(1 Chr 28:19 KJV) All this, said David, the LORD made me understand in writing by his hand upon me, even all the works of this pattern.

God gave David the design for the temple. He just didn’t build it.

David also donated most of the materials that would be used for the temple.

(1 Chr 28:14 KJV) He gave of gold by weight for things of gold, for all instruments of all manner of service; silver also for all instruments of silver by weight, for all instruments of every kind of service:

The writer of Chronicles goes on to describe how David provided the materials for everything in the temple. He just didn’t build it.

It may be that at one time you had a great dream to do something for God, but for some reason it seems that things came to a halt. Perhaps God said that you were not to do this any more.
That’s no reason why you can’t be a part of helping others with the same ministry.

Maybe you can’t go to the mission field, but you can help others go. Maybe you won’t be a pastor, but you can help others to do so.

:6-7 …Why build ye not me an house of cedar?

It’s not that David’s idea of building a temple is wrong, it’s just that God had never complained about the tent thing, and God had never commanded anyone to build a temple.

:10-11 I will appoint a place for my people Israel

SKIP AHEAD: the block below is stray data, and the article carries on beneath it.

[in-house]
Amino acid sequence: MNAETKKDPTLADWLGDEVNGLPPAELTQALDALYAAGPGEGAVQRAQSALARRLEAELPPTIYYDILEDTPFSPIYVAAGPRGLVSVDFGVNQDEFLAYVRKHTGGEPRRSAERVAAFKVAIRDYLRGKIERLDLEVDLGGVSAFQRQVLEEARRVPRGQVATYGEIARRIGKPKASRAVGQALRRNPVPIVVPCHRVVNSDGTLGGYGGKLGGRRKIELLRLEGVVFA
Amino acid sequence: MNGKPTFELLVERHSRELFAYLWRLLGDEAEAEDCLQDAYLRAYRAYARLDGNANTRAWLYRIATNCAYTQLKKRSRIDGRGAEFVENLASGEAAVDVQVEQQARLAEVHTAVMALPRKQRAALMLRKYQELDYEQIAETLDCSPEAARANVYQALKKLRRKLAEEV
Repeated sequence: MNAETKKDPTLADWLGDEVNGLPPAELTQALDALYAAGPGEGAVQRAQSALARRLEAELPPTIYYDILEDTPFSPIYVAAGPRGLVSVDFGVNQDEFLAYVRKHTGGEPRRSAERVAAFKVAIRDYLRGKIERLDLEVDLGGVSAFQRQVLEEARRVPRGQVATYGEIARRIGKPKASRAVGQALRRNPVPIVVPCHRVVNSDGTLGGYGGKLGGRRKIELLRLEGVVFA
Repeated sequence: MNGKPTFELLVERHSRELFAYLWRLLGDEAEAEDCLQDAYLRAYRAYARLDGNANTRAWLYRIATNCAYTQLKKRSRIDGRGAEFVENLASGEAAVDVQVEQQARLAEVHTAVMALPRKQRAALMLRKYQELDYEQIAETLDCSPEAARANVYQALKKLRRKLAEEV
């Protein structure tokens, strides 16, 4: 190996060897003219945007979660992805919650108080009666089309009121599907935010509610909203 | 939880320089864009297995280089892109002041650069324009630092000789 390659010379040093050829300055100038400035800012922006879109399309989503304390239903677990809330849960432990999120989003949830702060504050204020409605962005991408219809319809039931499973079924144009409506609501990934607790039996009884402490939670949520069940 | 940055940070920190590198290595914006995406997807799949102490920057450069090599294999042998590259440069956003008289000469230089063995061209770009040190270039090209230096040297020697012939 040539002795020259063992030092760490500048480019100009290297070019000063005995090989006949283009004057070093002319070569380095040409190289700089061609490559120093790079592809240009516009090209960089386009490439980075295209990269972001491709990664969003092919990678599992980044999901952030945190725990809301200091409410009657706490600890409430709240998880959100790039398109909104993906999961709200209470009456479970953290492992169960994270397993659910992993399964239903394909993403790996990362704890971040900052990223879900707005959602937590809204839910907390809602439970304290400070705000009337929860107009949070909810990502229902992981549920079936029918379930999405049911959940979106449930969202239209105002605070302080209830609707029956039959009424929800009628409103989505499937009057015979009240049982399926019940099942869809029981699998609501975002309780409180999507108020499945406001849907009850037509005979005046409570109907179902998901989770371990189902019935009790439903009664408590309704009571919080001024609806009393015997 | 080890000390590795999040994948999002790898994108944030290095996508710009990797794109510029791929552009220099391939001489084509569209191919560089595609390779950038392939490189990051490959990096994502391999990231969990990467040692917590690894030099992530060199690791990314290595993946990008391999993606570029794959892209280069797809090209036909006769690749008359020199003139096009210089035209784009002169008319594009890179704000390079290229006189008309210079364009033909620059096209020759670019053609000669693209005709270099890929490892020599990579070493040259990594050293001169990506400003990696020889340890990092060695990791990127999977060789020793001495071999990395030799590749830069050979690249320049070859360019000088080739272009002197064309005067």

God’s view is that the land belongs to Israel.

There would be several times when the nation would be scattered because of their sin.  But God always views the land of Israel as belonging to the Jews.

I came across a quote the other day from Yassir Arafat, where he was claiming that his people lived in the land before even Abraham.  His point was to try and show how the Jews didn’t belong in the land.  What I do not understand is just who does he claim to represent?  He apparently claims to be a “Palestinian” born in Jerusalem. Yet apparently his father was a merchant, and he was actually born in Cairo.  Before the Jews were given the land of Palestine by the British in 1948, the Jews who lived in the land were called “Palestinians”.  But when Israel was born, they became “Israelis”, and then the Arabs adopted the name “Palestinian”.
I just don’t get it.
But God gets it, and He has promised the land forever to the Jews.

:11 Also the LORD telleth thee that he will make thee an house.

Here David has been telling God that he intends to build God a house, but God instead turns things around and tells David that He intends to build David a house. God is promising that all future kings would come from David’s descendants.

Eventually, even the Messiah, God’s ultimate King, would come from the line of David.

Jesus would be the very Savior of the world.  He, being God, would one day take on human flesh, being born in the lineage of King David, and would humble Himself by dying on a cross to pay for our sins.

The very best thing in the entire world would come through David.  But it wouldn’t come from David building a temple.

All the good would come from what God would do for David, not what David would do for God.


It’s all for you

We often get all caught up in what we’re going to do for God, but God is more concerned about what He can do in you.
John F. Kennedy said in his inaugural address, “Ask not what your country can do for you - ask what you can do for your country.”
We might say, “Don’t ask what you can do for God, but what can God do for you?”
God's way is to build us before we build